The European Commission asked EFSA to reassess the safety of phosphates as food additives in April, after researchers suggested excessive phosphate consumption could be damaging to health.
In its assessment of the review, EFSA said that the data was insufficient to conclude that phosphate additives caused the observed health problems.
“In addition, from the evidence reviewed it is not clear whether the increased cardiovascular risk observed in these observational studies is attributable to differences in the dietary intake of phosphorus in general or in the form of phosphate additives and serum phosphate levels,” it said.
Phosphates for use as food additives – including phosphoric acid and phosphates (E 338–341; E 343) and polyphosphates (E 450–452) – are due for EFSA re-evaluation by the end of 2018.
It said: “In the context of this re-evaluation all relevant toxicological information will be collated and evaluated. A dedicated call for data aimed at gathering information on usage levels of phosphates in food will be launched in preparation for the re-evaluation.”
The researchers behind the review that prompted EFSA’s investigation also called for a ‘traffic light’ labelling system for phosphate additives, considering that its presence in food is not quantified on labels, but simply indicated by an E number.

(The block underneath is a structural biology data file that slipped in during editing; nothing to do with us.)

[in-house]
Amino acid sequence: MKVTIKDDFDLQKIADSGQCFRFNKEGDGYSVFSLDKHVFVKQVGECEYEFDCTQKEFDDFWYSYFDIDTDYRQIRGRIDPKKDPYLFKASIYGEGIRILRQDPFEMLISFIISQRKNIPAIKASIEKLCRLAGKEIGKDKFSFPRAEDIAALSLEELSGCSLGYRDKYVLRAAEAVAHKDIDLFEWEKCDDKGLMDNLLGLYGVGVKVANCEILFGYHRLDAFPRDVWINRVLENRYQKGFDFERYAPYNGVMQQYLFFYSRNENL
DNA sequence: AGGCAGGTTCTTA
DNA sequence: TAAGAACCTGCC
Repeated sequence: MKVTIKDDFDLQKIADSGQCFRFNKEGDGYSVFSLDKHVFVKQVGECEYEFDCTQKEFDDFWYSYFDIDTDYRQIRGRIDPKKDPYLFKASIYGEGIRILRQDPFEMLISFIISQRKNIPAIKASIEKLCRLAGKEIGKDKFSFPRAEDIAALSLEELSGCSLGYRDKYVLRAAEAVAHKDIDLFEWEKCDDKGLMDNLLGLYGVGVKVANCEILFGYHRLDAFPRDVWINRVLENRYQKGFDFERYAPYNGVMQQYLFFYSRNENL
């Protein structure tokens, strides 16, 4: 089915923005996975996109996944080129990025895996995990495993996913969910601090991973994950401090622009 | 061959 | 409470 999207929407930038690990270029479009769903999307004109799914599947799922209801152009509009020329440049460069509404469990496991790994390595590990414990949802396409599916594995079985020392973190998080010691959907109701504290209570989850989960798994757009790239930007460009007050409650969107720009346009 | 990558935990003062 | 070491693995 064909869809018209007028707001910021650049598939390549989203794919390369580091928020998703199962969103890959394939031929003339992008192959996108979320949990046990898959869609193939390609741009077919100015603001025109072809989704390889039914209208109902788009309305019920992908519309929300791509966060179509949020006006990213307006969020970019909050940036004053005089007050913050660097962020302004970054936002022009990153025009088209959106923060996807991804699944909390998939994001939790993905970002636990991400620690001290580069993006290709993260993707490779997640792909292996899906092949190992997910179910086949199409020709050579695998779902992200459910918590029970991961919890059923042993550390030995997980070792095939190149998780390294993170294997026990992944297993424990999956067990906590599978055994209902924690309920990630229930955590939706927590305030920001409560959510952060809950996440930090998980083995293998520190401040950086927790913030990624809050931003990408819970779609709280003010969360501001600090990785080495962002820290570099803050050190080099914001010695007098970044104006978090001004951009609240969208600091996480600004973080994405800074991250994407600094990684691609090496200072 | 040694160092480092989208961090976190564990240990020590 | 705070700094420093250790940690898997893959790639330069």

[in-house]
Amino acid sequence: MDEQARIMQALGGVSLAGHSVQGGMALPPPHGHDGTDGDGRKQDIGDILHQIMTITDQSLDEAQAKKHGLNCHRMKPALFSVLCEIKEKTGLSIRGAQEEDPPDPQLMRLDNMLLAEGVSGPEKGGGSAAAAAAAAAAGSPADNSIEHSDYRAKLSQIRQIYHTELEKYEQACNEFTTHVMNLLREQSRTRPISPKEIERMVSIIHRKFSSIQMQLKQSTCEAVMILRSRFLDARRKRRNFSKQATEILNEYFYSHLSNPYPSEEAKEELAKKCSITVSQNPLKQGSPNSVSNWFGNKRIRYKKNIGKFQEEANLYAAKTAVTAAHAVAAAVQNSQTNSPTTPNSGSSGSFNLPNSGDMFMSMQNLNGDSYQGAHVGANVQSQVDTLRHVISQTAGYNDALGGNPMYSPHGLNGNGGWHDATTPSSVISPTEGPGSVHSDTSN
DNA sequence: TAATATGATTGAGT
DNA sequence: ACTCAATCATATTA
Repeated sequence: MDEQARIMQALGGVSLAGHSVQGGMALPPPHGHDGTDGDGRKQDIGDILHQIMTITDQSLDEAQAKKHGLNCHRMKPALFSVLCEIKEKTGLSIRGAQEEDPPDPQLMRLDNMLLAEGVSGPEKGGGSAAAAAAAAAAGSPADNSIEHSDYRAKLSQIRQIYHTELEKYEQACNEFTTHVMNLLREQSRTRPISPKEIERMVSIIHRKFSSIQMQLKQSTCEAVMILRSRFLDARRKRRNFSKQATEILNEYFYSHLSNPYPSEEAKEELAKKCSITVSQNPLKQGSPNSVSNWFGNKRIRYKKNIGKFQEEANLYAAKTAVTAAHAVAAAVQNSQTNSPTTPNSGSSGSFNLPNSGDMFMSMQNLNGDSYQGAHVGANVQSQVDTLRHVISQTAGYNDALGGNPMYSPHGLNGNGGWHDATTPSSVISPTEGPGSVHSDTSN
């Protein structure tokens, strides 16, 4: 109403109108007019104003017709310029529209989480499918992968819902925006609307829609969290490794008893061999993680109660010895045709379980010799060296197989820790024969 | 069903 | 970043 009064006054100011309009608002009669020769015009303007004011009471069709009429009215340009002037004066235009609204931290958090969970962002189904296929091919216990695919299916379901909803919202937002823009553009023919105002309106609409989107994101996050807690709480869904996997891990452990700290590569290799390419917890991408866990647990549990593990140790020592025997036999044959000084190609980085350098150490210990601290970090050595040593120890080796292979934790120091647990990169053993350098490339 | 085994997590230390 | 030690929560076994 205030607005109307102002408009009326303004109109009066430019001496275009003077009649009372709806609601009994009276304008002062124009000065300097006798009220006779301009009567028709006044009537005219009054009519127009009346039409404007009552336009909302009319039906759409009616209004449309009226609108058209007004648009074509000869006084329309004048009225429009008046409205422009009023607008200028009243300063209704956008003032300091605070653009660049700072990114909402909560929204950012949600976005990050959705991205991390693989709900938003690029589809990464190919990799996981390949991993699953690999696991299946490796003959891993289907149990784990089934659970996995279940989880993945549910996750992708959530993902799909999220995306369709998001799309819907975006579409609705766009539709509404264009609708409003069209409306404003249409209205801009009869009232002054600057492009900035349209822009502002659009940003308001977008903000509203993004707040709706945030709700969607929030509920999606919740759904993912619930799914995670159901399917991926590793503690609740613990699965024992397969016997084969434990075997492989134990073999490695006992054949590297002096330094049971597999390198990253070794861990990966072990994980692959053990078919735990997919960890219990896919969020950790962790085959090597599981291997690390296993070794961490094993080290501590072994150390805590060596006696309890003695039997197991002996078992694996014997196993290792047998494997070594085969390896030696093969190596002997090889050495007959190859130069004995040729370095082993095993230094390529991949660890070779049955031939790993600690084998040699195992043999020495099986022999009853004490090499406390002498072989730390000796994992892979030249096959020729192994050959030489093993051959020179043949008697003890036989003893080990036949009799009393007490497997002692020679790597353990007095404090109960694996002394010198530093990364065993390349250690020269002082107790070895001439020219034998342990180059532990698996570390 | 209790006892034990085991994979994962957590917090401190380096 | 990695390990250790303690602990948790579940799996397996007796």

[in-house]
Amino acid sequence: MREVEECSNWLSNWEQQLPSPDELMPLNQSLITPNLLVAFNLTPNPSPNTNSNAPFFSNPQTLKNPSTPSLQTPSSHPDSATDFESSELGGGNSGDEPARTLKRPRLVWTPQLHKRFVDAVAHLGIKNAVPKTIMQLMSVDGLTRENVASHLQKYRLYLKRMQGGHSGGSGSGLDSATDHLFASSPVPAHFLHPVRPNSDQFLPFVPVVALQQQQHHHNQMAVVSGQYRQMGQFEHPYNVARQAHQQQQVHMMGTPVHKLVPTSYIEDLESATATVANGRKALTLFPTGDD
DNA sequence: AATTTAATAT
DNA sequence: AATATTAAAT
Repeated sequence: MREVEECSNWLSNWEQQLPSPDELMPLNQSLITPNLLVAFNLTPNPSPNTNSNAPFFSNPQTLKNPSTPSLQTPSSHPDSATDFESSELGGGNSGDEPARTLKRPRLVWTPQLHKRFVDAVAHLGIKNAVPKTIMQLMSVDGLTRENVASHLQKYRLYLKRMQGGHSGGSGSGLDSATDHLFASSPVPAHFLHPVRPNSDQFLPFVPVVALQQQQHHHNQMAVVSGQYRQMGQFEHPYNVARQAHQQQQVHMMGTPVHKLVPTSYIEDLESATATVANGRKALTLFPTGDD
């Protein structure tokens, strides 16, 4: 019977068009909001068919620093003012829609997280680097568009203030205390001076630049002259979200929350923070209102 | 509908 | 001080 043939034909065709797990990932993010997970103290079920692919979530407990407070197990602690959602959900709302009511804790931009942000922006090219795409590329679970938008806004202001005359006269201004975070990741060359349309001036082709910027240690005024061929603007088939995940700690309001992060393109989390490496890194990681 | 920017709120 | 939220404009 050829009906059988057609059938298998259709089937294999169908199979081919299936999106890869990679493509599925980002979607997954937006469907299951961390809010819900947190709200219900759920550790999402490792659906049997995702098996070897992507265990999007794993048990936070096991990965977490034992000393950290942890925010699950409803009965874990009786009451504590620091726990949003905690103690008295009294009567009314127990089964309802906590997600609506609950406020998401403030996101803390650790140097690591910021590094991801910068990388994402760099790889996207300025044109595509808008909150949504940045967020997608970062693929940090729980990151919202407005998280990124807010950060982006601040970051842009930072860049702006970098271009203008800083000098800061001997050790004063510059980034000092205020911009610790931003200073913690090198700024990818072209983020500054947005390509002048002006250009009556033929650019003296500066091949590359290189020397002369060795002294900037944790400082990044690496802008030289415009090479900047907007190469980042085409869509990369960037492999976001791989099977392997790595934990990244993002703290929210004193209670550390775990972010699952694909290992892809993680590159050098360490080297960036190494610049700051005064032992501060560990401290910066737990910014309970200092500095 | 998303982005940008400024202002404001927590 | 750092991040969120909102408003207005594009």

They said there is a known correlation between phosphate consumption and organ calcification in renal patients, and a correlation between high blood phosphate levels and cardiovascular disease in healthy people. EFSA’s evaluation centres on the potential heart risk posed by phosphates for the general population.
Natural phosphate esters are found mainly in protein-rich foods and are broken down slowly in the gut before they are reabsorbed into the body. However, phosphate additives are present at high levels in many processed foods, including meat products, soft cheeses, flavoured soft drinks, baked goods and canned or frozen vegetables, and these may be absorbed more rapidly.
Intakes of phosphate-containing food additives are estimated to have doubled in the past 20 years, from just under 500 mg a day to 1000 mg a day.